In recent years, we’ve seen a bipartisan focus on criminal justice reform in the U.S., but to measure progress—and understand the breadth of the issue—we need data on who is being incarcerated and why. The last nationwide jailcensus was conducted in 2013, and the federal government’s most recent estimate of the U.S. jail population is from 2017. Because it takes so long to get up-to-date information on jail populations, Vera–an organization working to improve justice systems–started a project to collect the data themselves.
In Our Backyards looks at jail population data from state and local government websites to understand who’s behind bars simply because they can’t afford bail, or who’s being charged with a non-criminal offense like unpaid child support. As part of our work using data science and technology to help solve some of humanity’s biggest challenges, Google.org contributed to the project with a $4 million grant. Additionally, 12 Google.org Fellows spent six months doing full-time pro-bono work on the project.
Today, Vera released the results of this project: People In Jails in 2019. We learned that while the U.S. has made strides in prison reform, rural jail occupancy is actually on the rise. Cities like Chicago, New York and Philadelphia are reducing jail populations, but over the last several years, rural counties and smaller cities have sent more people to jail, driving an increase in the nation’s total jail population.
I sat down with Google.org Fellow, Aria Ashton, who participated in the Fellowship with Vera.
What exactly did your team set out to achieve during the Fellowship with Vera?
Our goal was to support Vera in building a nationwide jail monitoring and alerting system that shines a light on local justice systems in the United States. The ambition was to get a full picture of how many people are in county jails in near real-time, and for what reasons. Compiling this kind of data allows Vera to derive data-based insights about how county jails are being used. For example, in one county, 50 percent of the jailed population was incarcerated with bond amounts under $500. If we presume that these are individuals who would otherwise be free but cannot afford a $500 bail amount, does this mean that half of the beds in this particular jail are low-level offenders below the poverty line?
What motivated you to spend six months working full-time with Vera on this Fellowship project?
My brother spent a lot of his life incarcerated. He’d always been troubled with mental illness which led to drug dependency. If it weren’t for these two factors, my brother wouldn’t have been incarcerated at all. One year, after spending six years in a correctional facility in California, he was released to a halfway house where he eventually succumbed to his addiction and died. At this point I began to wonder, “How many brothers and sisters, how many mothers and fathers are cycling in and out of the system because they can’t find proper treatment for mental health and addiction issues?” Using jails and prisons to address mental illness and addiction is unfortunately widespread, and I hope our work with Vera will put an end to these practices.
What do you want the world to know about the Vera project?
Society is losing so much because of the lack of visibility into the use of county jails. I hope that when the data is shared, and personal stories are told, everyone gets a sense that this is a black box and someone needs to shine a light on it. There are so many people who are lost in this system. Even though Vera understands this world holistically, they couldn’t get an accurate picture of the jail population through existing data.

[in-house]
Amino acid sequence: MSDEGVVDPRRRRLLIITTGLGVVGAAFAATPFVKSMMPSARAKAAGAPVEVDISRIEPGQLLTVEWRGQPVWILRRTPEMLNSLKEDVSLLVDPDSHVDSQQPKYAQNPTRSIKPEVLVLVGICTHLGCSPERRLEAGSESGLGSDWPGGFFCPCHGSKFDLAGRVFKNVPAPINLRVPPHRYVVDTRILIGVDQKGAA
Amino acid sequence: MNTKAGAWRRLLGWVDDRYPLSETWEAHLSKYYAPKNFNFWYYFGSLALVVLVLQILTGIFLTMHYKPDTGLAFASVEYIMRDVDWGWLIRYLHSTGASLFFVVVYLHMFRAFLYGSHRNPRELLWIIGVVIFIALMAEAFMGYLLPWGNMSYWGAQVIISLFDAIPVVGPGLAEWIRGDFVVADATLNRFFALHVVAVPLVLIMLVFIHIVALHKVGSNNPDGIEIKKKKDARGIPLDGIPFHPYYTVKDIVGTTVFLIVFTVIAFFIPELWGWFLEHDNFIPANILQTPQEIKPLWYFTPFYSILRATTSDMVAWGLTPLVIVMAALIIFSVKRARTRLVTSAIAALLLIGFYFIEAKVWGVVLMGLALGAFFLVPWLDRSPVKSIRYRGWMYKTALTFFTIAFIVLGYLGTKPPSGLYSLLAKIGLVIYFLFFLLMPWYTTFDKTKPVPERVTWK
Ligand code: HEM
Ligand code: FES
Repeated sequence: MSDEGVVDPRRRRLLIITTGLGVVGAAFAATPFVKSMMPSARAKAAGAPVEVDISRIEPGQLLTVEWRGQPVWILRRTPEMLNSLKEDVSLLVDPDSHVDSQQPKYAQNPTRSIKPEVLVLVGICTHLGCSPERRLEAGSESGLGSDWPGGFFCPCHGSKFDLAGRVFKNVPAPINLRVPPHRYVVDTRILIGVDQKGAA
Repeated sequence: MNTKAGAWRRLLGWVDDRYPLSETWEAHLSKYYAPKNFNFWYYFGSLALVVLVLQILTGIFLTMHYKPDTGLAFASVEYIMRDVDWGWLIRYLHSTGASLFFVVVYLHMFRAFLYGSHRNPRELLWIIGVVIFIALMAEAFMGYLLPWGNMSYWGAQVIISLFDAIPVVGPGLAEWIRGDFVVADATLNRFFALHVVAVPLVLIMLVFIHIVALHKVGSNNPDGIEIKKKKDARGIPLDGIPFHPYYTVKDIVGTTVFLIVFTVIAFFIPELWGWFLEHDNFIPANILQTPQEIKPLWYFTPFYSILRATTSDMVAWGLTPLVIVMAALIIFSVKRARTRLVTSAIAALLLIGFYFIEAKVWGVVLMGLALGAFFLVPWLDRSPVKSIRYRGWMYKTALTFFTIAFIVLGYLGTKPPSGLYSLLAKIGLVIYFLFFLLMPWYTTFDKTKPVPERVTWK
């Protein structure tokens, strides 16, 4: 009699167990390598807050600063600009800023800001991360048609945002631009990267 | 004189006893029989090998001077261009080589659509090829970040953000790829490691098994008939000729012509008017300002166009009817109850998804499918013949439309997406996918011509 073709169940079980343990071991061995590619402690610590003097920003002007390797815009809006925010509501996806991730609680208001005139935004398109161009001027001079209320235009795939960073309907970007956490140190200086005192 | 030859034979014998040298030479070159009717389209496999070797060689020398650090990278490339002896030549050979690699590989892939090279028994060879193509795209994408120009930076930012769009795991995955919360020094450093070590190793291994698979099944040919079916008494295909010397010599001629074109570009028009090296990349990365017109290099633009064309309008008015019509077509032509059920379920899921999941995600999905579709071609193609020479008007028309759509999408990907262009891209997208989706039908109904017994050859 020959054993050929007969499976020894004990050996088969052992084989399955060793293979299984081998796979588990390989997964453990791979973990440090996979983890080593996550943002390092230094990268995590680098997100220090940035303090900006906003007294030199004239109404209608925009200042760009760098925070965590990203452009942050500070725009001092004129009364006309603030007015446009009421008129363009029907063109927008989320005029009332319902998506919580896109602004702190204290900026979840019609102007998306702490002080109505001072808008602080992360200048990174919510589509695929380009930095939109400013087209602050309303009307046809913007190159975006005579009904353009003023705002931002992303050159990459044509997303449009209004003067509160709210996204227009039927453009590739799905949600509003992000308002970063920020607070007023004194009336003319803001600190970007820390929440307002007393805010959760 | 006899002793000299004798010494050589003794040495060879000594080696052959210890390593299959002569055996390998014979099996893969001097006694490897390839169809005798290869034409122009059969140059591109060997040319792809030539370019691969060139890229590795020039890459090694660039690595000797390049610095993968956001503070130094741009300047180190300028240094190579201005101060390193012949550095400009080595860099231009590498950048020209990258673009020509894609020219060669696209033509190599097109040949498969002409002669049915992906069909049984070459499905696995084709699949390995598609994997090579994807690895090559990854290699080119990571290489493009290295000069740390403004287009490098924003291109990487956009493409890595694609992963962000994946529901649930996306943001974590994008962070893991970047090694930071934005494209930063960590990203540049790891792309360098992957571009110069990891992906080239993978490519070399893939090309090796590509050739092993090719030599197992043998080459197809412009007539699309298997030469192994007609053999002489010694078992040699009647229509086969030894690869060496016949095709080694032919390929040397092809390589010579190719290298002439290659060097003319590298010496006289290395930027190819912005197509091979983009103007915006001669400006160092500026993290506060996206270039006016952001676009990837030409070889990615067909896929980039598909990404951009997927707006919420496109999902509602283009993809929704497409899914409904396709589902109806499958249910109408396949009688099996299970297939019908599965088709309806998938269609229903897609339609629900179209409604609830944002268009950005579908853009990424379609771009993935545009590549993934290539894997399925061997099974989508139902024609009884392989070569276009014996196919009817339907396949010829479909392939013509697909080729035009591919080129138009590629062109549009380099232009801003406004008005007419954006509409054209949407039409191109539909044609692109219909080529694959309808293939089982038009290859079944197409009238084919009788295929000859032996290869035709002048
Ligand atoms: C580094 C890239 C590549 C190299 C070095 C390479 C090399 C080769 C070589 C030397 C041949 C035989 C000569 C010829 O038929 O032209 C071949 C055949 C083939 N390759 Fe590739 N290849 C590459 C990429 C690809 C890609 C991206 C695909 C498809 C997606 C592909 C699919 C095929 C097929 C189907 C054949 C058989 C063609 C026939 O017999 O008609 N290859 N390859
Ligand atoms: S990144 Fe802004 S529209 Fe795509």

How did Google help move this ambitious project along?
First, we had a ton of technical expertise on our Google.org Fellowship team—engineering resources can go a long way toward developing a technical solution like this. Second, we hadn’t been in this space for as long as Vera, so we brought a fresh perspective. We didn’t have the same assumptions, so we were able to question approaches and offer new solutions.
What surprised you about the Fellowship experience and this project in particular?
When you think about the millions of people who go in and out of jails, inevitably you start to wonder what their stories might be. Many have lost their jobs, can’t pay bills, and no longer have access to their children. Immersing ourselves with Vera and this project drove home that this system has a real human cost.Many corporations are trying to raise awareness about social justice issues, but awareness doesn’t always translate into action or advance a cause. This Fellowship is a “put your money where your mouth is” program. I hope the Google.org Fellowship can inspire more corporations to do the same.
What did you learn from the Fellowship experience and how have you applied that to your life?
First, I’m proud of the work the Fellowship team did. I’ll have that with me for the rest of my life. Working on something that really matters made me become the most efficient and effective version of myself. Second, I met a lot of people who are involved in criminal justice reform and learned about the ways advocates are trying to change the system. I realized the importance of my voice as a person who hasn’t been incarcerated but has been directly impacted by the dysfunction of the system. By raising my voice, I can perhaps help policymakers and ordinary citizens understand how much suffering this system causes. As a result of the contacts I made doing this kind of work, I am taking part in restorative justice events in prisons, so that I can do as much as I can to drive change and hopefully save other families from bleak futures, punctuated by tragedies.
from Google.org Fellows bring transparency to local jail data nationwide via Google voice for business